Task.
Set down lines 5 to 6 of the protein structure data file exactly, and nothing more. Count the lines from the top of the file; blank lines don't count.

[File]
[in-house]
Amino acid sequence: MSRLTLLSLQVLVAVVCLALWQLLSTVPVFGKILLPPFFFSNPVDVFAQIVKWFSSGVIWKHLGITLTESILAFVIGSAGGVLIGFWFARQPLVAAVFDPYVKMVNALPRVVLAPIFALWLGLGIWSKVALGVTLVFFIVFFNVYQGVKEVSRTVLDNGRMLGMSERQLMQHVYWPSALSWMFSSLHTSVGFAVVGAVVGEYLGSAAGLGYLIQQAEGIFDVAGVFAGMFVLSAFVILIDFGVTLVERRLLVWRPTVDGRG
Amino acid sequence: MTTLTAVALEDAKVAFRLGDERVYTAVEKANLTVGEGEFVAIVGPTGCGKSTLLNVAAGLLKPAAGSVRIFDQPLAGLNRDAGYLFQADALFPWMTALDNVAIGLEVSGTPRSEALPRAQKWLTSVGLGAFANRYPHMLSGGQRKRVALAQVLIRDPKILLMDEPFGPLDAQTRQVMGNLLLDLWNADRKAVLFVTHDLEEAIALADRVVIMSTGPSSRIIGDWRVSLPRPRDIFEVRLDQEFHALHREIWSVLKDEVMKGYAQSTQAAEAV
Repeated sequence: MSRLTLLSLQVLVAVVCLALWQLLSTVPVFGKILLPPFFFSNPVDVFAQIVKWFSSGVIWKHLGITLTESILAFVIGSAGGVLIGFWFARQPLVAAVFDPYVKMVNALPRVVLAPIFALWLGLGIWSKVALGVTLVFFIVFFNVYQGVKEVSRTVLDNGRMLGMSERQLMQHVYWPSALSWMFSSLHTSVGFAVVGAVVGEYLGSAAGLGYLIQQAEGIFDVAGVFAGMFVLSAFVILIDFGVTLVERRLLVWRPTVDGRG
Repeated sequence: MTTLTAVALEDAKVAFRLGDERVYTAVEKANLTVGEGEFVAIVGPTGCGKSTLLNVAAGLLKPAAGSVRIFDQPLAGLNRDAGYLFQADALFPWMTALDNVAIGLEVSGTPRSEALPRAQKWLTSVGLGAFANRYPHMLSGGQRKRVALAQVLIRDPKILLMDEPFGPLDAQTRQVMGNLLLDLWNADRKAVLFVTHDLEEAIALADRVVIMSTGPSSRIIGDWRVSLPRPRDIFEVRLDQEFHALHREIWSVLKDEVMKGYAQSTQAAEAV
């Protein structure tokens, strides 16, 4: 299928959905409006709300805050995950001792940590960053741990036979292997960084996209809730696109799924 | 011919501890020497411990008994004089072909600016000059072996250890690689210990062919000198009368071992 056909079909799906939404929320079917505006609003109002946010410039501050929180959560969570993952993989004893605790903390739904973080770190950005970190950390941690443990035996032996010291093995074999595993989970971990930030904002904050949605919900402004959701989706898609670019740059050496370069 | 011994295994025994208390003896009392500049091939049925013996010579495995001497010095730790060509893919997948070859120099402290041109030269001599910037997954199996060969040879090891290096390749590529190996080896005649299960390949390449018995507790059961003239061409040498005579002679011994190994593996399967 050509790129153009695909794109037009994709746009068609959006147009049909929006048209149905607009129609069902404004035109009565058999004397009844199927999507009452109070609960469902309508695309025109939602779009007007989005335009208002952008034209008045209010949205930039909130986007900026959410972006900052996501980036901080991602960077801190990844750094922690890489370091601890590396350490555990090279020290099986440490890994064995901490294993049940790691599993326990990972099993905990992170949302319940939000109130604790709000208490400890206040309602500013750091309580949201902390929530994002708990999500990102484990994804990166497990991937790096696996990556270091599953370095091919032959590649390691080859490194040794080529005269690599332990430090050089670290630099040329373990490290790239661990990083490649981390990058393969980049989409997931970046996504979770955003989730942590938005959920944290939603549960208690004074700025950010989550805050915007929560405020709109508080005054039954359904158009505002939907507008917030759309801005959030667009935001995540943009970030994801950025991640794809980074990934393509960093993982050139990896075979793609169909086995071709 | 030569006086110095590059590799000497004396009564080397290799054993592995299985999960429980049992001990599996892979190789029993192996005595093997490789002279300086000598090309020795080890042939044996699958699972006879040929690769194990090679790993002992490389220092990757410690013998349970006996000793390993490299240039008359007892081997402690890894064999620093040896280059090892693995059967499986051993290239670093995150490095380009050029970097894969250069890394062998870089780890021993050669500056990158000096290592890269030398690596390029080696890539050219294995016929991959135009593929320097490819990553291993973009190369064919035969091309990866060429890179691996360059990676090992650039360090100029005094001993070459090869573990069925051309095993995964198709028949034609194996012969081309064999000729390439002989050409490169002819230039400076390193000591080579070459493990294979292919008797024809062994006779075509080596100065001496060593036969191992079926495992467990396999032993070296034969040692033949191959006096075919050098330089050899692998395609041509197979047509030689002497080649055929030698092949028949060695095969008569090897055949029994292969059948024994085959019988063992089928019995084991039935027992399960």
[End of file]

Repeated sequence: MTTLTAVALEDAKVAFRLGDERVYTAVEKANLTVGEGEFVAIVGPTGCGKSTLLNVAAGLLKPAAGSVRIFDQPLAGLNRDAGYLFQADALFPWMTALDNVAIGLEVSGTPRSEALPRAQKWLTSVGLGAFANRYPHMLSGGQRKRVALAQVLIRDPKILLMDEPFGPLDAQTRQVMGNLLLDLWNADRKAVLFVTHDLEEAIALADRVVIMSTGPSSRIIGDWRVSLPRPRDIFEVRLDQEFHALHREIWSVLKDEVMKGYAQSTQAAEAV
């Protein structure tokens, strides 16, 4: 299928959905409006709300805050995950001792940590960053741990036979292997960084996209809730696109799924 | 011919501890020497411990008994004089072909600016000059072996250890690689210990062919000198009368071992 056909079909799906939404929320079917505006609003109002946010410039501050929180959560969570993952993989004893605790903390739904973080770190950005970190950390941690443990035996032996010291093995074999595993989970971990930030904002904050949605919900402004959701989706898609670019740059050496370069 | 011994295994025994208390003896009392500049091939049925013996010579495995001497010095730790060509893919997948070859120099402290041109030269001599910037997954199996060969040879090891290096390749590529190996080896005649299960390949390449018995507790059961003239061409040498005579002679011994190994593996399967 050509790129153009695909794109037009994709746009068609959006147009049909929006048209149905607009129609069902404004035109009565058999004397009844199927999507009452109070609960469902309508695309025109939602779009007007989005335009208002952008034209008045209010949205930039909130986007900026959410972006900052996501980036901080991602960077801190990844750094922690890489370091601890590396350490555990090279020290099986440490890994064995901490294993049940790691599993326990990972099993905990992170949302319940939000109130604790709000208490400890206040309602500013750091309580949201902390929530994002708990999500990102484990994804990166497990991937790096696996990556270091599953370095091919032959590649390691080859490194040794080529005269690599332990430090050089670290630099040329373990490290790239661990990083490649981390990058393969980049989409997931970046996504979770955003989730942590938005959920944290939603549960208690004074700025950010989550805050915007929560405020709109508080005054039954359904158009505002939907507008917030759309801005959030667009935001995540943009970030994801950025991640794809980074990934393509960093993982050139990896075979793609169909086995071709 | 030569006086110095590059590799000497004396009564080397290799054993592995299985999960429980049992001990599996892979190789029993192996005595093997490789002279300086000598090309020795080890042939044996699958699972006879040929690769194990090679790993002992490389220092990757410690013998349970006996000793390993490299240039008359007892081997402690890894064999620093040896280059090892693995059967499986051993290239670093995150490095380009050029970097894969250069890394062998870089780890021993050669500056990158000096290592890269030398690596390029080696890539050219294995016929991959135009593929320097490819990553291993973009190369064919035969091309990866060429890179691996360059990676090992650039360090100029005094001993070459090869573990069925051309095993995964198709028949034609194996012969081309064999000729390439002989050409490169002819230039400076390193000591080579070459493990294979292919008797024809062994006779075509080596100065001496060593036969191992079926495992467990396999032993070296034969040692033949191959006096075919050098330089050899692998395609041509197979047509030689002497080649055929030698092949028949060695095969008569090897055949029994292969059948024994085959019988063992089928019995084991039935027992399960």